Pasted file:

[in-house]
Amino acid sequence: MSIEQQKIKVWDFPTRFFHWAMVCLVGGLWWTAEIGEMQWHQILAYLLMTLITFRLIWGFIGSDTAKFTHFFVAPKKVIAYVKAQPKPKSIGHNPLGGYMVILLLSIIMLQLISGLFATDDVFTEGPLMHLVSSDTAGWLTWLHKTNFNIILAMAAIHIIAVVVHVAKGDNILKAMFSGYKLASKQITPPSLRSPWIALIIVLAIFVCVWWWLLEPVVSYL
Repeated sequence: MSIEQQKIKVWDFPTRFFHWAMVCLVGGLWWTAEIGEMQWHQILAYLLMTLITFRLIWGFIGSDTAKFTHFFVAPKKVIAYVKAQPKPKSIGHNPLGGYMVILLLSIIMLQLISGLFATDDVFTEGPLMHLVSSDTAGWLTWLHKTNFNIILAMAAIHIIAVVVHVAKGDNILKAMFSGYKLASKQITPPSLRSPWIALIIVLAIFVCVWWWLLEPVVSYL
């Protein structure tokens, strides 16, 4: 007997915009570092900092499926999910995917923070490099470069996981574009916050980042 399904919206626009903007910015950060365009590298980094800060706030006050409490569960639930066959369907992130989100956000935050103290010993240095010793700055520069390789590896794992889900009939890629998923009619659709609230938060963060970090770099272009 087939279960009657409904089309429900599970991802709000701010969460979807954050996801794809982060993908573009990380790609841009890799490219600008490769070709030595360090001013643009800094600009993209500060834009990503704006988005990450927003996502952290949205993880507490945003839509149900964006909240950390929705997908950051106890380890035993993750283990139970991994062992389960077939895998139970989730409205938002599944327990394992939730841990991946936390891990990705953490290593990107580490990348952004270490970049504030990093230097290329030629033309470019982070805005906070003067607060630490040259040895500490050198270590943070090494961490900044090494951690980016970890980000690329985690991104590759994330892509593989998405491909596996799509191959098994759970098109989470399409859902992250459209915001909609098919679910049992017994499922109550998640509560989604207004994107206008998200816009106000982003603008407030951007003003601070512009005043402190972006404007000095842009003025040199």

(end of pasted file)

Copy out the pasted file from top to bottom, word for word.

[in-house]
Amino acid sequence: MSIEQQKIKVWDFPTRFFHWAMVCLVGGLWWTAEIGEMQWHQILAYLLMTLITFRLIWGFIGSDTAKFTHFFVAPKKVIAYVKAQPKPKSIGHNPLGGYMVILLLSIIMLQLISGLFATDDVFTEGPLMHLVSSDTAGWLTWLHKTNFNIILAMAAIHIIAVVVHVAKGDNILKAMFSGYKLASKQITPPSLRSPWIALIIVLAIFVCVWWWLLEPVVSYL
Repeated sequence: MSIEQQKIKVWDFPTRFFHWAMVCLVGGLWWTAEIGEMQWHQILAYLLMTLITFRLIWGFIGSDTAKFTHFFVAPKKVIAYVKAQPKPKSIGHNPLGGYMVILLLSIIMLQLISGLFATDDVFTEGPLMHLVSSDTAGWLTWLHKTNFNIILAMAAIHIIAVVVHVAKGDNILKAMFSGYKLASKQITPPSLRSPWIALIIVLAIFVCVWWWLLEPVVSYL
């Protein structure tokens, strides 16, 4: 007997915009570092900092499926999910995917923070490099470069996981574009916050980042 399904919206626009903007910015950060365009590298980094800060706030006050409490569960639930066959369907992130989100956000935050103290010993240095010793700055520069390789590896794992889900009939890629998923009619659709609230938060963060970090770099272009 087939279960009657409904089309429900599970991802709000701010969460979807954050996801794809982060993908573009990380790609841009890799490219600008490769070709030595360090001013643009800094600009993209500060834009990503704006988005990450927003996502952290949205993880507490945003839509149900964006909240950390929705997908950051106890380890035993993750283990139970991994062992389960077939895998139970989730409205938002599944327990394992939730841990991946936390891990990705953490290593990107580490990348952004270490970049504030990093230097290329030629033309470019982070805005906070003067607060630490040259040895500490050198270590943070090494961490900044090494951690980016970890980000690329985690991104590759994330892509593989998405491909596996799509191959098994759970098109989470399409859902992250459209915001909609098919679910049992017994499922109550998640509560989604207004994107206008998200816009106000982003603008407030951007003003601070512009005043402190972006404007000095842009003025040199």